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Old 22nd July 2013, 05:27 AM   #21
Sprags is offline Sprags  United States
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Join Date: Mar 2013
I found through lots of trial and error with all kinds of products that finishing wood is best done with lacquer. As another poster stated, lacquer melts together into one homogenous coat. Once cured in about 1 to 3 weeks sanding and polishing it too a glass like finish is easier than with any other product. If I wanted something to have that Piano Black gloss finish I'd find black lacquer paint and expect to spray maybe 20 to 30 'coats' giving it maybe 1 to 2 hours between each one and then letting the park pice dry thoroughly.

Once dried use 800 grit and wet sand with a light touch....gradually going to a 1200 or 1500 grit. After that I'd hand rub using wood polish and microfiber towels.

The finish will be a mile deep if you are leaving it a wood tone. Any other material will still be a deep shine.

If you ate painting metal I'd take the piece to an auto body repair shop and see if they would paint it then polyurethane clear coat it. Let it dry then color sand it before polishing by hand. I say hand polishing because if you aren't experienced with a power polisher you'll end destroying the finish in seconds.
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Old 29th July 2013, 12:08 AM   #22
Sus is offline Sus  United States
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Join Date: Feb 2013
Originally Posted by WagBoss View Post
for sealing the mdf, I have read a lot that shellac is the best. Which one should I use? Shellacs | Interior Stains & Finishes | Paint | Décor | Home Depot Canada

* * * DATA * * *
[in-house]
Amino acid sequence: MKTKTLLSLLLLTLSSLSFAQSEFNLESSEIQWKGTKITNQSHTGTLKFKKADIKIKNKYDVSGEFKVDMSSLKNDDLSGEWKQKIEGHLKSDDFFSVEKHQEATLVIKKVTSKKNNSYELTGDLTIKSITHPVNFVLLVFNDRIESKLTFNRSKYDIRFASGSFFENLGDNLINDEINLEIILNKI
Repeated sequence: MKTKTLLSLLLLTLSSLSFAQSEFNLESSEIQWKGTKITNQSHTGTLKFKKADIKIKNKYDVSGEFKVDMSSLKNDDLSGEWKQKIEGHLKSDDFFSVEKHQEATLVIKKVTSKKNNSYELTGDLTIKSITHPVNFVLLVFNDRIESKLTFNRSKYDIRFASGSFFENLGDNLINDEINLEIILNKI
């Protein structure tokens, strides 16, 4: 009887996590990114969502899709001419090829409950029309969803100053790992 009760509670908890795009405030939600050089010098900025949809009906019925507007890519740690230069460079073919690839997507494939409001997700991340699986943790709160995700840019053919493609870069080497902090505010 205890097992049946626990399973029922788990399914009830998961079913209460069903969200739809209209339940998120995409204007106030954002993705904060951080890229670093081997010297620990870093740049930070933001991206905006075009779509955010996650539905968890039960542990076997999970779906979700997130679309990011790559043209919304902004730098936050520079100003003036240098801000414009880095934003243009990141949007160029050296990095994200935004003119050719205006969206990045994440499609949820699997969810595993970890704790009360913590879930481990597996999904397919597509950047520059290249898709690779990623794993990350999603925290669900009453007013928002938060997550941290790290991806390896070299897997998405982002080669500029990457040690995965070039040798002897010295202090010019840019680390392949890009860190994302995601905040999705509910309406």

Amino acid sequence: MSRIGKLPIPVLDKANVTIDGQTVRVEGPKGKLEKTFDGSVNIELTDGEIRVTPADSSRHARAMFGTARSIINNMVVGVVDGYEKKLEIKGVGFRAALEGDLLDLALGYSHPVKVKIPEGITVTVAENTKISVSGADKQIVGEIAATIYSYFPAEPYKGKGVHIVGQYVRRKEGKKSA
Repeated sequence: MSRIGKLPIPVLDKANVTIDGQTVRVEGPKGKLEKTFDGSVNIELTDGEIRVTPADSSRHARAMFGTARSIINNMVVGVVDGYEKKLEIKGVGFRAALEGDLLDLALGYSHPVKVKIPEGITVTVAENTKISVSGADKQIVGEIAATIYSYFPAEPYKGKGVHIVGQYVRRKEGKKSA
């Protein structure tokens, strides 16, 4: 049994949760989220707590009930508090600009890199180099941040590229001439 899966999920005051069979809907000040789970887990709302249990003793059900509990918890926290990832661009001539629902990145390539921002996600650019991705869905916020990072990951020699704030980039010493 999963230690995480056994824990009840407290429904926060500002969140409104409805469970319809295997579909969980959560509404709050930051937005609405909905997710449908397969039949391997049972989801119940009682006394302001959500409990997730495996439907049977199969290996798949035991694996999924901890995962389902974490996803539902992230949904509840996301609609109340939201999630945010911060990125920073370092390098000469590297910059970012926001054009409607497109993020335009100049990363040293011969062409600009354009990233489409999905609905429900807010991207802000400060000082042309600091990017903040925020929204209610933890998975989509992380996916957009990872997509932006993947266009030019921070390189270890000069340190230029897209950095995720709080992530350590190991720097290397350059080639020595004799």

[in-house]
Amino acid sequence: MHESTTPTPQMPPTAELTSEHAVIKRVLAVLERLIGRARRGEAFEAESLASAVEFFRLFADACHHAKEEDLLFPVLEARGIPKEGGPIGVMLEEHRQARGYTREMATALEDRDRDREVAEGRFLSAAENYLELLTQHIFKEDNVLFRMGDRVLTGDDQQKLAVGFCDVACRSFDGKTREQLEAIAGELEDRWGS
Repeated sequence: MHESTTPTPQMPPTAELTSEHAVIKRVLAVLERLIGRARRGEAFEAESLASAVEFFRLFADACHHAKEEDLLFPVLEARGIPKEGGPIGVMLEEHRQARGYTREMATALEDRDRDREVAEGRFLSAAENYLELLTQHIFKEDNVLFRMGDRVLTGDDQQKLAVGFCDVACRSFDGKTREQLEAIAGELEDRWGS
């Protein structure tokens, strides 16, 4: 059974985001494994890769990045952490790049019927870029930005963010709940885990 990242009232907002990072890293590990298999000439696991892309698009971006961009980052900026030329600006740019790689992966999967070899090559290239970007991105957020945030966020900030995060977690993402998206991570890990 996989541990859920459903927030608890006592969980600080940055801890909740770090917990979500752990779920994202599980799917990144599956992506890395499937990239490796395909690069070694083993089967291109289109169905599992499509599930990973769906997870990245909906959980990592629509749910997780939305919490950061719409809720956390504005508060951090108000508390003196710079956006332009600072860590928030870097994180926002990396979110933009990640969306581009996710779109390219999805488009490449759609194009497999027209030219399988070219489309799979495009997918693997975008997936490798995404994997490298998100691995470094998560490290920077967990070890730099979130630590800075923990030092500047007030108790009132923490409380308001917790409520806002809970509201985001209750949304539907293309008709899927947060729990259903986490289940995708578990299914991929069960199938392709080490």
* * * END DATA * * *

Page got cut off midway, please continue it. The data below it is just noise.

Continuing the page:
Is there something better then shellac?

This is a lot better but I'm not a pro. Yellow Elmers glue that says on the bottle" will sand". Thin it 50- 50 with water. I spray it on with an elcheapo HVLP gun. Don't buy the good glue,it's doesn't sand very well. Shellac , sanding sealer and all that gums up for me on MDF. I do use a small brush on edges first and after sanding again spray with 50 50.

It Takes a lot of sanding and skips are a problem since you can't see where you sprayed. I'm afraid of brush streaks so stick to spraying.

I don't think you will ever get a piano finish with oil base. Two part lacquer should be ok out doors, up wind and a respirator.
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Old 29th July 2013, 01:03 AM   #23
Sprags is offline Sprags  United States
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Join Date: Mar 2013
Originally Posted by WagBoss View Post
can anyone answer this please?

in regards to taking this to a boat builder, I'm not really interested in that, this is a DIY forum :P
Shellac is typically brushed on and then sanded for smoothing it out unless you are applying the shellac using a French Polishing technique which is a difficult or at least time consuming technique to master.

Spraying Nitrocellulose Laquer and then sanding and polishing is a much easier process and technique to learn. Attached is a sample of something I used Laquer as a finishing media. It's glass smooth and as glossy as you can get.
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File Type: jpg image.jpg (83.8 KB, 219 views)

Last edited by Sprags; 29th July 2013 at 01:06 AM.
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Old 16th March 2015, 08:54 PM   #24
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The traditional way of aplying shellac (french polishing) is not extremely difficult. It just takes time, patience, time and then some more time and elbowgrease. The result is imho much better then any other paint-method.
My grandfather renovated grandpiano's (in the livingroom b.t.w.) and I've seen this done soo many time and with such nice results I couldn't advice any other method (so, I might be just a little biased :-) (and my brain probably melted from al the ethyleen and bone-glue)
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Old 16th March 2015, 09:38 PM   #25
Sprags is offline Sprags  United States
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Join Date: Mar 2013
Using rattlecans of nitrocelluous laquer gets you a finish almost as nice as a French Polish without all the headaches. The nice thing about nitrocellous laquer is it becomes one homogenous coating rather than layers like just about everything else. That way if it chips or you need to fix a small spot you can just apply it in the one spot then sand and buff it until the damage disappears.
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